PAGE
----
As a result of the aforementioned, we expect that all of the elected legislators would begin to operate functional constituency offices in all the wards of the local government. Unlike what is obtainable now whereby the constituency offices, if available, are always comatose or closed, with their party flag and portraits on the wall as the only sign of an office. These offices must have human and material resources that would serve as center for collecting correspondences and generating activities that would serve as interventions for the needs of each ward.
As a major activity, we expect the legislators, through their constituency offices to organize consistent, periodic and interactive town-hall meetings; to bridge the gap between they the leaders and the led, access first-hand information (expectations and needs assessment) from their constituents through opinion-sourcing rather than from their loyalist and aids (who focus only on their personal interest), report back and account to their constituents on their legislative activities and progress, and seek the buy-in of their constituents on future legislative activities or projects.
In fulfilling some of the objectives of the engagements with the constituents, we expect nothing less than optimal utilization of quarterly allowances allocated for constituency projects towards result-oriented human capacity and inclusive infrastructural development in the area. They must allocate these funds strategically strictly base on needs, and not white-elephant projects that are propagandist and have no long time benefit to the constituents.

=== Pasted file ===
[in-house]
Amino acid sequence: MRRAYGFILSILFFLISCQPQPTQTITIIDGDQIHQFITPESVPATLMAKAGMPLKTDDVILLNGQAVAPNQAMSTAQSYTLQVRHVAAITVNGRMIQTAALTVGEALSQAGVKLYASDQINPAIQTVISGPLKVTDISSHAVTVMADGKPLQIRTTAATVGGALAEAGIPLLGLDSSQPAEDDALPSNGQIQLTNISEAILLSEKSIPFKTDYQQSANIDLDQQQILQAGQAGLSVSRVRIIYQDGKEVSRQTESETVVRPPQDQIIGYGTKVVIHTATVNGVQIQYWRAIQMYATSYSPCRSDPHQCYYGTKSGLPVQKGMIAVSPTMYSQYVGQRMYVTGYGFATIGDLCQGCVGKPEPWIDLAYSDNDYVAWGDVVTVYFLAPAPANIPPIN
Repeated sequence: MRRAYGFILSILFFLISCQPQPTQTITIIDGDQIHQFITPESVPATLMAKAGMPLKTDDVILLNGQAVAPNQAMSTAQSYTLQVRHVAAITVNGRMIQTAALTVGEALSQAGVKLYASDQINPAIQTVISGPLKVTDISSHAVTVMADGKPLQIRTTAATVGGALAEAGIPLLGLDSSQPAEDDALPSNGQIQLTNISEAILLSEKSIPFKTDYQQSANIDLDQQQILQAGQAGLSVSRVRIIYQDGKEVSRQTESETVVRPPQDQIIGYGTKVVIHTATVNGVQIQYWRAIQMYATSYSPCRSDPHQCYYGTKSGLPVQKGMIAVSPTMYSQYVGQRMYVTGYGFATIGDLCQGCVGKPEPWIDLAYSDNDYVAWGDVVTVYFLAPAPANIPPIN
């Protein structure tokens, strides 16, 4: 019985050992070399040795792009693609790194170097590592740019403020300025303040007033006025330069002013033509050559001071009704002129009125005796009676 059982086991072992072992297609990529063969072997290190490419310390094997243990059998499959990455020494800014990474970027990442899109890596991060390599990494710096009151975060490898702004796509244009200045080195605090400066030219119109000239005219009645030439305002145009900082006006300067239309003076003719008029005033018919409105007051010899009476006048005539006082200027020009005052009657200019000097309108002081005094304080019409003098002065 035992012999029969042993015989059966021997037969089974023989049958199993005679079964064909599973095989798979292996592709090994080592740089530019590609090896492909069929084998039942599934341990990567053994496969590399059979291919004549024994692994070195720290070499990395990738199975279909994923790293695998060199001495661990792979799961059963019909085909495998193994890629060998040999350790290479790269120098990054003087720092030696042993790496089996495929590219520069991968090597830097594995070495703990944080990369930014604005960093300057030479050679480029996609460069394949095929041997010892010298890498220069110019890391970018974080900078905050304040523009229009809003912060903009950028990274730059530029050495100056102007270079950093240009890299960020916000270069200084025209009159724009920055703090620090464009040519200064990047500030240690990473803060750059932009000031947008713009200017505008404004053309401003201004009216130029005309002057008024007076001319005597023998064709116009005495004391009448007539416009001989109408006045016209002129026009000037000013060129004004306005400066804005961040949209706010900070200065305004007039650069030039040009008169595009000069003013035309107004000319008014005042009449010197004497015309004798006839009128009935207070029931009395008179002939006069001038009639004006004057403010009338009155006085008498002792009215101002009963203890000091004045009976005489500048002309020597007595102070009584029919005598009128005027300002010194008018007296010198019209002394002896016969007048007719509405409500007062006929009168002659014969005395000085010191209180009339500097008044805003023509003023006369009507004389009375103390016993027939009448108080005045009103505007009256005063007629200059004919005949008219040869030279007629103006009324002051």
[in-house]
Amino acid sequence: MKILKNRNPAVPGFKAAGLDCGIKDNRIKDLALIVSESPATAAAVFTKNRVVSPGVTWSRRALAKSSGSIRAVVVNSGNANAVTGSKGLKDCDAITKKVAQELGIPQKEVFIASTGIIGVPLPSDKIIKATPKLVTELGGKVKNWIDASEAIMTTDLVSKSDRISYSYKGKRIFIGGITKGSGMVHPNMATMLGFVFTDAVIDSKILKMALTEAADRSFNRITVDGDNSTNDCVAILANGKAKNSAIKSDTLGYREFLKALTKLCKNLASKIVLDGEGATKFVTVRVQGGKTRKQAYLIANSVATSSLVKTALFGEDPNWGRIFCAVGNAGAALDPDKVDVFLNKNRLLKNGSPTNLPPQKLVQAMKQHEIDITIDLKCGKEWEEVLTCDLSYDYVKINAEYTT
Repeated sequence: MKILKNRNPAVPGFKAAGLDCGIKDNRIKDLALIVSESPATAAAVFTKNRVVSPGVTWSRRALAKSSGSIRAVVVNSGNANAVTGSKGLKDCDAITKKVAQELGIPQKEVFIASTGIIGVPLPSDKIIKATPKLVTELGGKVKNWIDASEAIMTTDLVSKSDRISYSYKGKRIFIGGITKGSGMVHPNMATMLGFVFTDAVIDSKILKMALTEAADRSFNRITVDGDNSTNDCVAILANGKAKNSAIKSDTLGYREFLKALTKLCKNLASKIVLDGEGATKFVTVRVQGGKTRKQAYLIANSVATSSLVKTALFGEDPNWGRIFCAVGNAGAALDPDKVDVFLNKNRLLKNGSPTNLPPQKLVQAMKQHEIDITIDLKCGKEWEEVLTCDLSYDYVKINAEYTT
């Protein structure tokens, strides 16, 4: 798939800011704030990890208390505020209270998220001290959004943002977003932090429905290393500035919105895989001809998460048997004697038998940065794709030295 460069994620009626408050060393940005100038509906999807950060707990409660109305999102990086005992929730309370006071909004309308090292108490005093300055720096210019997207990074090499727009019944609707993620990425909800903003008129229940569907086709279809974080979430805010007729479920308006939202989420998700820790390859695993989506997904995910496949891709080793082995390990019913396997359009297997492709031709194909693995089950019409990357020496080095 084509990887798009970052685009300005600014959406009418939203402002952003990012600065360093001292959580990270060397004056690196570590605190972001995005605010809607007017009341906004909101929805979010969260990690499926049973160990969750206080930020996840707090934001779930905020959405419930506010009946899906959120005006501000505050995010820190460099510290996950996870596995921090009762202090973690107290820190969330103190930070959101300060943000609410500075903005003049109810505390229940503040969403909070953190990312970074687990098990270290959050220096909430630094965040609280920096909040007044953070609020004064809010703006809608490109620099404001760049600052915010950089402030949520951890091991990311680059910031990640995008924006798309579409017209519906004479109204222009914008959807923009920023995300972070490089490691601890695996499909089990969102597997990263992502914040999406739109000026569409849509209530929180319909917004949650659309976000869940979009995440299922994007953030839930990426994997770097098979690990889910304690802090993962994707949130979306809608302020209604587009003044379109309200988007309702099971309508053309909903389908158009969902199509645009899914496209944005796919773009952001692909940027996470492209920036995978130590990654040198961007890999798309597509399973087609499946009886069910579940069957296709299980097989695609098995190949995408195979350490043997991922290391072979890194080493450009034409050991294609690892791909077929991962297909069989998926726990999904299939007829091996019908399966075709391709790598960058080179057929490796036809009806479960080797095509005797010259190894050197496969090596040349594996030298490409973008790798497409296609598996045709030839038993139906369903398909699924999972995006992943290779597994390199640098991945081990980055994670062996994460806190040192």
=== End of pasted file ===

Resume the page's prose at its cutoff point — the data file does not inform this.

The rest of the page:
Furthermore, they must sharpen their lobbying skills to attract both federal and state government projects to the area. As it is, we deserve to host an educational institution or industry or factory in Lere Local Government. We need more feeder roads to create access to remote community and the transportation of agricultural products. We also need increased funding for the agricultural sector, which is our mainstay.
Some communities are still without portable drinking water, so, the need to ensure the expansion and completion of the Saminaka Water Project and sinking of boreholes. More schools need to be built and equipped; while the dilapidated ones need to be refurbished and made conducive for learning. There is the urgent need for vocational skills acquisition centers to cater for the large army of the unemployed especially the youth, majority of who are unskilled and uneducated formally.
These and many more we would expect from our elected legislators to sponsor bills or lobby or execute projects in ensuring that the dividends of democracy reaches the doorstep of ordinary people within the local government. As for the various stakeholders and groups in Lere Local Government, we should be ready to keep our elected legislators on their toes. This we must be determined to achieve through active vigilance and participation by serving as pressure groups, accountability-watchdogs through the instrument of the Freedom of Information Act, advocacy engagements, petitions, lobbying, forwarding proposed bills to the Members, and create massive awareness on the activities of the legislators-elect.
Both our representatives and we the constituents must wake up to our responsibilities.
Written by Yusuf Goje